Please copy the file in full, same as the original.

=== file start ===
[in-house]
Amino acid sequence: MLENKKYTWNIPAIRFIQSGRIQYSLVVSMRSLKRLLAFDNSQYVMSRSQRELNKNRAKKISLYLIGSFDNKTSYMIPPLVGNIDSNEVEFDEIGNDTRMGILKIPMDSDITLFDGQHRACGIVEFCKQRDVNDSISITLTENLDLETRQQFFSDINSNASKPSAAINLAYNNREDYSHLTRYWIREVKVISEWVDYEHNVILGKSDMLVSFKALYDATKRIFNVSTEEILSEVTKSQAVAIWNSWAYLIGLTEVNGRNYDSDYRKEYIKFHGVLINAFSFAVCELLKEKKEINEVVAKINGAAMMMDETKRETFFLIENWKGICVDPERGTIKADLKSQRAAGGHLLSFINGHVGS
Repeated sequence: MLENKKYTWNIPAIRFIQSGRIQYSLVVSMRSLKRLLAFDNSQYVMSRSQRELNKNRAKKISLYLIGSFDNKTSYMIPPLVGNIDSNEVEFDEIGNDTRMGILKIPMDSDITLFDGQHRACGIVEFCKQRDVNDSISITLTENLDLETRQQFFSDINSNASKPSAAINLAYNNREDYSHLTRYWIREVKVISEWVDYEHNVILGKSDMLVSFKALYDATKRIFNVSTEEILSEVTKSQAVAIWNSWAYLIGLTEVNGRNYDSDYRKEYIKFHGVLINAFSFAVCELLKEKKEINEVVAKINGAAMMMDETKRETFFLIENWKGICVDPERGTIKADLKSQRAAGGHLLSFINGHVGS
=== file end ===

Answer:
[in-house]
Amino acid sequence: MLENKKYTWNIPAIRFIQSGRIQYSLVVSMRSLKRLLAFDNSQYVMSRSQRELNKNRAKKISLYLIGSFDNKTSYMIPPLVGNIDSNEVEFDEIGNDTRMGILKIPMDSDITLFDGQHRACGIVEFCKQRDVNDSISITLTENLDLETRQQFFSDINSNASKPSAAINLAYNNREDYSHLTRYWIREVKVISEWVDYEHNVILGKSDMLVSFKALYDATKRIFNVSTEEILSEVTKSQAVAIWNSWAYLIGLTEVNGRNYDSDYRKEYIKFHGVLINAFSFAVCELLKEKKEINEVVAKINGAAMMMDETKRETFFLIENWKGICVDPERGTIKADLKSQRAAGGHLLSFINGHVGS
Repeated sequence: MLENKKYTWNIPAIRFIQSGRIQYSLVVSMRSLKRLLAFDNSQYVMSRSQRELNKNRAKKISLYLIGSFDNKTSYMIPPLVGNIDSNEVEFDEIGNDTRMGILKIPMDSDITLFDGQHRACGIVEFCKQRDVNDSISITLTENLDLETRQQFFSDINSNASKPSAAINLAYNNREDYSHLTRYWIREVKVISEWVDYEHNVILGKSDMLVSFKALYDATKRIFNVSTEEILSEVTKSQAVAIWNSWAYLIGLTEVNGRNYDSDYRKEYIKFHGVLINAFSFAVCELLKEKKEINEVVAKINGAAMMMDETKRETFFLIENWKGICVDPERGTIKADLKSQRAAGGHLLSFINGHVGS